Whether they prove to be the real deal or turn out to be another generation of vaporware, electronic medical records and wireless practice management systems generated considerable buzz at the Medical Group Management Association conference last month.
The huge exhibition hall in Atlanta's Georgia World Congress Center was crammed with service and product vendors, many of whom were brandishing handheld or notebook-sized wireless devices for coding EMRs, writing prescriptions and recording dictation.
Multiple vendors exhibiting at the conference claimed their gadgets are capable of ushering in that long-promised era of the paperless medical practice.
Randy Huffman, administrator of a 25-physician family practice center at Toledo (Ohio) Hospital, was skeptical. Huffman says he was astonished by what he calls an "onslaught" of sales representatives touting handheld EMR devices.
"Last year, I don't recall seeing palm anything," Huffman says. This year, "everybody has their own mousetrap."
Lynne Stille, chief operating officer of Paoli, Pa.-based Great Valley Health, a 140-physician network, had the opposite reaction. She says one of her goals was to check out EMR systems and that she found the vendor fair valuable.
"I'm stuck in a corporate office and don't see a lot of things new," she says. "I'll walk away with some ideas and applications for our IDX (computerized business management) system."
Yeung Lee, M.D., says he is the last doctor in his five-physician Frederick (Md.) OB/ GYN Professional Group to attend an MGMA conference, so, "to be honest, my managers dragged me here."
Lee says he spent most of one day with practice management and EMR vendors "taking notes and seeing who we are going to bring in for further information."
Consultant John Bogacz of West Springfield, Mass., says this was his 25th MGMA conference and among the vendors "there are a lot of companies down there that were not in existence two years ago. That's scary."
But, Bogacz says, it finally appears that "some guys down there got it right."
Bogacz says he's going to invite one seller--he wouldn't name it--to give him a second, in-depth presentation. "If I'm right, I am going to recommend them to my clients."
Other attendees say they picked up ideas on how to make their practices function better.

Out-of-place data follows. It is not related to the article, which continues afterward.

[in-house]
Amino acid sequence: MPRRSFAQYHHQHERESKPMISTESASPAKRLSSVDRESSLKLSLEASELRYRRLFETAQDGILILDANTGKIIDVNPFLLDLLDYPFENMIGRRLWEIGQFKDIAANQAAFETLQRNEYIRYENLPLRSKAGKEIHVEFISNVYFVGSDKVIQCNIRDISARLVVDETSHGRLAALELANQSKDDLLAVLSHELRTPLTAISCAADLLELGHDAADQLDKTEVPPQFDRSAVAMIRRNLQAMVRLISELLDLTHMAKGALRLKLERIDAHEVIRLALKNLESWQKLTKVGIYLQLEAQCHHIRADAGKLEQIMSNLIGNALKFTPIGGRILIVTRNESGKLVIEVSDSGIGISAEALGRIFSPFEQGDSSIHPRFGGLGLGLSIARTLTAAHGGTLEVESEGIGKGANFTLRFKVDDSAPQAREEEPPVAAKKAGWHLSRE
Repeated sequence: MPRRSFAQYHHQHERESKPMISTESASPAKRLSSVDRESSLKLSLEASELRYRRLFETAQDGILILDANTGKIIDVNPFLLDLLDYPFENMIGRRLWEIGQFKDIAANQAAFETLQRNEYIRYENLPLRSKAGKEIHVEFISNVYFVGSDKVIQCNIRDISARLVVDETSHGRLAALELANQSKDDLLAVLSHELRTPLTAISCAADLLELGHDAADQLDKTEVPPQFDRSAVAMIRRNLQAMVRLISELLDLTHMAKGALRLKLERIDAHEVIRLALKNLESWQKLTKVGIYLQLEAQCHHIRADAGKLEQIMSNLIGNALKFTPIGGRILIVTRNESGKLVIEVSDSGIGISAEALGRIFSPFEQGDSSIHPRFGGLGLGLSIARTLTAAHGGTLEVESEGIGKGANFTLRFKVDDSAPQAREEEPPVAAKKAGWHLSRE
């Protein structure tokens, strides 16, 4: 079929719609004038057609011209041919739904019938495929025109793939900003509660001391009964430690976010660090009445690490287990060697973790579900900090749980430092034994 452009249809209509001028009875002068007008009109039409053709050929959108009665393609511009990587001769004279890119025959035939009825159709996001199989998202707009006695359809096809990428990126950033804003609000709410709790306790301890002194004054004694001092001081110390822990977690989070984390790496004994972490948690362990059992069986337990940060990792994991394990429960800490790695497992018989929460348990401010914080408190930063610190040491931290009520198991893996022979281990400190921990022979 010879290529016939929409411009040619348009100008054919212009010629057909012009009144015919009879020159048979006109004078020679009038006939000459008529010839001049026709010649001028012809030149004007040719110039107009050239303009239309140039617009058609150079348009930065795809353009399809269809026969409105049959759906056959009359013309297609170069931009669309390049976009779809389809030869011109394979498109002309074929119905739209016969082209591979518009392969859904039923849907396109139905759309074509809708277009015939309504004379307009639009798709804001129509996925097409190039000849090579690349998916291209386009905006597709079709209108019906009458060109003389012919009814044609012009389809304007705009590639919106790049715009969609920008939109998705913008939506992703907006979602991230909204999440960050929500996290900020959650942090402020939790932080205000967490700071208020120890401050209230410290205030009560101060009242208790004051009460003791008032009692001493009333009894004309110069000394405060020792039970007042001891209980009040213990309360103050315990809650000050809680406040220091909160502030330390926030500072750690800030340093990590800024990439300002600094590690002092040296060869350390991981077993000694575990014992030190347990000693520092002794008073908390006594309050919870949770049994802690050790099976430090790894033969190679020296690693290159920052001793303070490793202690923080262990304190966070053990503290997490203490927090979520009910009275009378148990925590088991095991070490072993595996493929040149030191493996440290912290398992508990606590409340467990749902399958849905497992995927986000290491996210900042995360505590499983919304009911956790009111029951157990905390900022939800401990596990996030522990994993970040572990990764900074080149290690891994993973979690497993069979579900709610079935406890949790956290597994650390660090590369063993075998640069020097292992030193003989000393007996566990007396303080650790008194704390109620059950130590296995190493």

"I went to a conference on billing performance standards I found useful," says Clifford Hale, M.D., of Mid-Michigan Physicians, a 31-doctor group practice in Lansing. Another session on Web sites gave him more ideas. Hale says his group has a Web site that provides information, "but it looks like we need a site that can do things, like scheduling."
Troy Simon is the chief operating officer of the multispecialty Bryan (Ohio) Medical Group. He came to develop contacts with other practice leaders.
"There have been numerous times we've been involved in situations where we picked up the phone and I've said, `I know you've had this problem, how did you deal with it?"' Simon says. "There's no reason to reinvent the wheel."
The theme of the conference focused on embracing excellence in the business, clinical and service aspects of healthcare.
General session speaker Thomas Royer, M.D., president and CEO of Dallas-based health system CHRISTUS Health, says healthcare providers must come together, plan together and work together as regional teams.
Providers are being forced out of the old ways of autonomous practice by government and private payers, which are demanding efficiencies and squeezing out costs, and by patients who insist on better care.
Meanwhile, providers "certainly have been discomforted by the external report cards," Royer says, in reference to the widely publicized Institute of Medicine study last year on medical errors and the HCFA/ Journal of the American Medical Association report last month on variability from clinical guidelines in the care of Medicare patients.
"We've heard the voices saying community outcomes are not consistent," Royer says. "We will have to compete on quality. We need to move to a patient-centered focus instead of 'what's in it for me."'